The City of Whitewater will hold a public hearing this evening on its 2019 municipal budget. It’s the budget for the city, at a time when a budget for the municipal government will have little chance of positively affecting the city’s economy, let alone that of even small rural townships ringing Whitewater. The broader economic forces that grip small towns like Whitewater cannot be altered by a municipal budget, or through this Community Development Authority (as now constituted and directed). Earlier on, at the beginning of the Great Recession, I argued for less of the municipality (city government), and more of the city (private growth without government regulation or subsidy), with some money set aside (there was never going to be much) for help for struggling families.
That would still be the right approach, but this city government, and others like it, have almost no room to divert resources: too much has been spent – and wasted, truly – on big capital projects, fly-by-night capital catalyst ideas, and look-and-feel programs that ignore how residents truly look and feel (it’s a low-income community).
In 2006 or 2007 (before the Great Recession in 12.2007), one might have said that the city’s economy faced three possible futures: a crash (highly improbable with a public campus in town), stagnation & relative decline (from too many of the wrong projects), or gradual improvement year over year (in confirmation of town notables’ boosterism).
Now, over a decade having passed, and other parts of the country having recovered well from the last recession, Whitewater faces the middle prospect of those three possibilities from a decade ago: stagnation & relative decline (continuing over the near term). Time has held an incontrovertible referendum on the last decade’s approach.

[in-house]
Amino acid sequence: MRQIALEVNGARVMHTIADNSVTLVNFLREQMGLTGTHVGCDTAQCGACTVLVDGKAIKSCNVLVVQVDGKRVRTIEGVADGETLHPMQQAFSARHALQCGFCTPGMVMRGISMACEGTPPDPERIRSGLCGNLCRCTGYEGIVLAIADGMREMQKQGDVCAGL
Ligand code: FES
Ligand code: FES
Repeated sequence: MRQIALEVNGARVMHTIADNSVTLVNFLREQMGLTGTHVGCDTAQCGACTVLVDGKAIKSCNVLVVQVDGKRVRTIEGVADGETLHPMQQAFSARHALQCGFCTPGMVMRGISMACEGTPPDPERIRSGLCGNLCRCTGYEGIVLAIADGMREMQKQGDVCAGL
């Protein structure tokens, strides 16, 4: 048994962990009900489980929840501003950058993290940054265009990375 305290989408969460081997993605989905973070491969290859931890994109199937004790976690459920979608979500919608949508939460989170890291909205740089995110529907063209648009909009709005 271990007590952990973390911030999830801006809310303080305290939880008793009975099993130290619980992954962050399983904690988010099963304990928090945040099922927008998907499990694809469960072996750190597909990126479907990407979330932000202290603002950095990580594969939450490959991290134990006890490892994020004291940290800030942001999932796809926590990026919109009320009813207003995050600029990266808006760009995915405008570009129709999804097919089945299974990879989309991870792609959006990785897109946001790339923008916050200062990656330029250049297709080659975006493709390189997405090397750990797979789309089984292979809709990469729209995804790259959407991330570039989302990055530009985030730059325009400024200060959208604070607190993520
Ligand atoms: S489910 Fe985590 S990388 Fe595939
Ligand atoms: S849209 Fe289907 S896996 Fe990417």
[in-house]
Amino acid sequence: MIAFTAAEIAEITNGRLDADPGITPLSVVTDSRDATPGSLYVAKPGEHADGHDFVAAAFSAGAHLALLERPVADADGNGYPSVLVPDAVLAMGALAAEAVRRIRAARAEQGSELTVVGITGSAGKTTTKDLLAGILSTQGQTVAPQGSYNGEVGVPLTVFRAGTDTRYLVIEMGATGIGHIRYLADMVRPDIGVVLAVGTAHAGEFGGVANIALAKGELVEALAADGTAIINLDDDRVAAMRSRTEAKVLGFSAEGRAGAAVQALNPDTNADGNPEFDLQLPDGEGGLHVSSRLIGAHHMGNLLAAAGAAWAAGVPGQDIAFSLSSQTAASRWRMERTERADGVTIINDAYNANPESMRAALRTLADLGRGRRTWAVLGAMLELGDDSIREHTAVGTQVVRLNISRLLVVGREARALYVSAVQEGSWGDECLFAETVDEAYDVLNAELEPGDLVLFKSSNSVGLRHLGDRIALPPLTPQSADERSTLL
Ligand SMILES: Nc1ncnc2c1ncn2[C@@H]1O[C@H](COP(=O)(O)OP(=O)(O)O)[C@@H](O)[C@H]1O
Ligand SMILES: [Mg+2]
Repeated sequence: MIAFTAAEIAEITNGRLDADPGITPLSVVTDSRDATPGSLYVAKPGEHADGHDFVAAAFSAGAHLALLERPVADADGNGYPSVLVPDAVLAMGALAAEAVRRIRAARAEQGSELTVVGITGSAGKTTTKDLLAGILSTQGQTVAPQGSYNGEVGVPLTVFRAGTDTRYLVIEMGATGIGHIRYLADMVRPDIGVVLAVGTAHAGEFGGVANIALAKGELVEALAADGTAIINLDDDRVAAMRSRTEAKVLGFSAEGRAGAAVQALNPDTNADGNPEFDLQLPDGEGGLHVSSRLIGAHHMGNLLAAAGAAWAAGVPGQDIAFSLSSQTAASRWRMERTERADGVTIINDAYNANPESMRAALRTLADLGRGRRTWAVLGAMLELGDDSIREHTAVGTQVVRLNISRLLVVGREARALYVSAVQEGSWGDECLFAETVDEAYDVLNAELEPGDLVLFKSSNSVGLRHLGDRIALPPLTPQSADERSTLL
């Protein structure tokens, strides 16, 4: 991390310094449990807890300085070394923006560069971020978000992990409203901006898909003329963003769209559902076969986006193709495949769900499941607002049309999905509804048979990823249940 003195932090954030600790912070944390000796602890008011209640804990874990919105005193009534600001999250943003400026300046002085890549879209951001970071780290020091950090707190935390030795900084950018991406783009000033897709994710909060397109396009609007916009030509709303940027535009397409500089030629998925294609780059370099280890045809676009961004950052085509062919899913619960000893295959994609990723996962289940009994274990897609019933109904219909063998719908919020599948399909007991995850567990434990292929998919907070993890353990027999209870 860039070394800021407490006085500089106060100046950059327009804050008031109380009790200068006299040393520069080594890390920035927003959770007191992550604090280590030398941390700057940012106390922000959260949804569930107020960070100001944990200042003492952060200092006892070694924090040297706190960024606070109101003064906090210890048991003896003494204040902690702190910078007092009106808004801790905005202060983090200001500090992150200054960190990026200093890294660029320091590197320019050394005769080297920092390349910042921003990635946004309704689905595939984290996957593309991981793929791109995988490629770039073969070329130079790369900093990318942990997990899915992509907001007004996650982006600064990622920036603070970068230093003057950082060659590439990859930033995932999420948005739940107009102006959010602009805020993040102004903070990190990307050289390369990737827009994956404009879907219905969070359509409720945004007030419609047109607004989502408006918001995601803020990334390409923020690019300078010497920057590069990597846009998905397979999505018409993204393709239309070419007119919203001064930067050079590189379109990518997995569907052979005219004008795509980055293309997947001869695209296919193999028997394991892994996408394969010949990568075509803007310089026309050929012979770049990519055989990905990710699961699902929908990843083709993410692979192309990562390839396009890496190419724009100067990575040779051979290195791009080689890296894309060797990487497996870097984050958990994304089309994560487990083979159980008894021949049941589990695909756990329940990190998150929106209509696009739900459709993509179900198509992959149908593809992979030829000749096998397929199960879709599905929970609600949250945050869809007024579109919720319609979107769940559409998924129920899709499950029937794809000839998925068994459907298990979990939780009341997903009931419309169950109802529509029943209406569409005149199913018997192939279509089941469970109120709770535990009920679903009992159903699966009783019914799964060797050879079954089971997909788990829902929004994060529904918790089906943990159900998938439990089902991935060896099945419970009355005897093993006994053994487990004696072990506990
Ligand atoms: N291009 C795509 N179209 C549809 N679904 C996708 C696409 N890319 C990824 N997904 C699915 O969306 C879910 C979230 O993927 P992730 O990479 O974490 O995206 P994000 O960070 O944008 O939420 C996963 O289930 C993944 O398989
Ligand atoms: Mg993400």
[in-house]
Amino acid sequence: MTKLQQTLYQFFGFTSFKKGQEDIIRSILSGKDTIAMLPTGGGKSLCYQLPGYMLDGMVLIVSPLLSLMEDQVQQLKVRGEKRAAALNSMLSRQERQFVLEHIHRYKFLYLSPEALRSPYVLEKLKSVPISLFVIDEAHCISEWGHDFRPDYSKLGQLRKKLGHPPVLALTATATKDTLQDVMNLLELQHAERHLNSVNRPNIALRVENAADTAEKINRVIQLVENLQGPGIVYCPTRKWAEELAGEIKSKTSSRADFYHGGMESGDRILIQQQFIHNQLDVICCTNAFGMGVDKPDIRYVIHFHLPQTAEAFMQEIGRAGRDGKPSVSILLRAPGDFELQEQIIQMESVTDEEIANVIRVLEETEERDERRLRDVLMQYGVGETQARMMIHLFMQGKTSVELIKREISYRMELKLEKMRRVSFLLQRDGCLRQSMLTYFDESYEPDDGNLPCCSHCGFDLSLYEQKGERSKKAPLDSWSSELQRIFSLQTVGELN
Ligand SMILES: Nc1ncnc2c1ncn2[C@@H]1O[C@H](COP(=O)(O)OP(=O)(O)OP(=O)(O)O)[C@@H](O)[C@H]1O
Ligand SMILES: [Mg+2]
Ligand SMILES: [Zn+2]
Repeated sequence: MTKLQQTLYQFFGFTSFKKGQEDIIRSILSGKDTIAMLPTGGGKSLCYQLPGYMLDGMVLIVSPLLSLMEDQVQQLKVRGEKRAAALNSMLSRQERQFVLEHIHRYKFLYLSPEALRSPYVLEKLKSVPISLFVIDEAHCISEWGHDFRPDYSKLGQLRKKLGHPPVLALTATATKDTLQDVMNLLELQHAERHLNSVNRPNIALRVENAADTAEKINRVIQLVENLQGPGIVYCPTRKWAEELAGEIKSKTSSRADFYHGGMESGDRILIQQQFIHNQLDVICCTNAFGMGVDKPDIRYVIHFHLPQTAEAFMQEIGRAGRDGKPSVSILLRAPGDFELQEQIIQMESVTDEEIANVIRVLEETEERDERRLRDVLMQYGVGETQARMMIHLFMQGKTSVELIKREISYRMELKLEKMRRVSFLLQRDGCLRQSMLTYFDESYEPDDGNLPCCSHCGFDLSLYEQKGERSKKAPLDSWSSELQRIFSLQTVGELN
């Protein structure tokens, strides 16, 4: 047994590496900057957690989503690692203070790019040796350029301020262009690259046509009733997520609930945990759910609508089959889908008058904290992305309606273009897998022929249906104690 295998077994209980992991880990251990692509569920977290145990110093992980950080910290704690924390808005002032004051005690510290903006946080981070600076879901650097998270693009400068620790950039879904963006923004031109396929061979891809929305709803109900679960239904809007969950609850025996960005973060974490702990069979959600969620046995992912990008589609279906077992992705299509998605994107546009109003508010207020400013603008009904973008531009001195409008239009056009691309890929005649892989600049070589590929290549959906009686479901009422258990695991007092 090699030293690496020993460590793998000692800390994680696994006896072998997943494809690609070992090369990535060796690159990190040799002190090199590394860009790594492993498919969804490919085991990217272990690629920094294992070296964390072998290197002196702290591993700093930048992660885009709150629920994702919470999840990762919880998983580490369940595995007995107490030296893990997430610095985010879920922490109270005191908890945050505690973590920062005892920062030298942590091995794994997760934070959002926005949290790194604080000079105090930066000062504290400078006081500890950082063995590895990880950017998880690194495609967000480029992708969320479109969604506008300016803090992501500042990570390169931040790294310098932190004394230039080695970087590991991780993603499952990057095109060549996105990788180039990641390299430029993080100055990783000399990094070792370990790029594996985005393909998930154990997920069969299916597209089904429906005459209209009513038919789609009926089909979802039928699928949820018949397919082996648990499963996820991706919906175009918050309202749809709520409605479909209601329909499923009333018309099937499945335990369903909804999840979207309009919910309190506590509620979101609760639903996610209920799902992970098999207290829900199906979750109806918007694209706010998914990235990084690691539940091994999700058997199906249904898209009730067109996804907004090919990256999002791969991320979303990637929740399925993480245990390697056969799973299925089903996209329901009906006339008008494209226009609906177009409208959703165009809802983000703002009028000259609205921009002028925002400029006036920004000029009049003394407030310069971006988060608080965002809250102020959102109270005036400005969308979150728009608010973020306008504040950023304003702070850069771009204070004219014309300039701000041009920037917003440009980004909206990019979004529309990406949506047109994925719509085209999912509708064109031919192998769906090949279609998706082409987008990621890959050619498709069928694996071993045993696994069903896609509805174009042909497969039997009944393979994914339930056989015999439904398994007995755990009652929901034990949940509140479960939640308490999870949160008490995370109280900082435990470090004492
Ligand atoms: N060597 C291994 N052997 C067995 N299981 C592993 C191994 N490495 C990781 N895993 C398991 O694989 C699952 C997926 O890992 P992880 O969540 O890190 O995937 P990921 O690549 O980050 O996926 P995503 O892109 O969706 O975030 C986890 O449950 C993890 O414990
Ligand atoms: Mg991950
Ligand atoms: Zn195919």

It is a deep and profound loss that the city finds herself in this condition, but years inflated claims and happy-talk were never going to be a substitute for good policy.
Whitewater is a diverse place, with several large groups living and working alongside each other, and even as some struggle others of us are doing well. Some have always understood that our own comfort is only that – our own.)
(The great failing of Whitewater’s self-designated leadership class has been believing that their experiences were all residents’ experiences. There’s a difference between looking at the city and looking in a mirror.)
Yet even now, we may be hopeful about our medium and more distant future. No path is unending: relative decline – however painful in the short term for residents who always deserved better – will give way to a more realistic and productive community after present-day barnacles fall away. There are, fortunately, green shoots slowly growing – harbingers of a more broadly prosperous community years from now.
The City of Whitewater will soon adopt a 2019 budget, with a story or two written about it, but Whitewater has and will have the same economy before and after.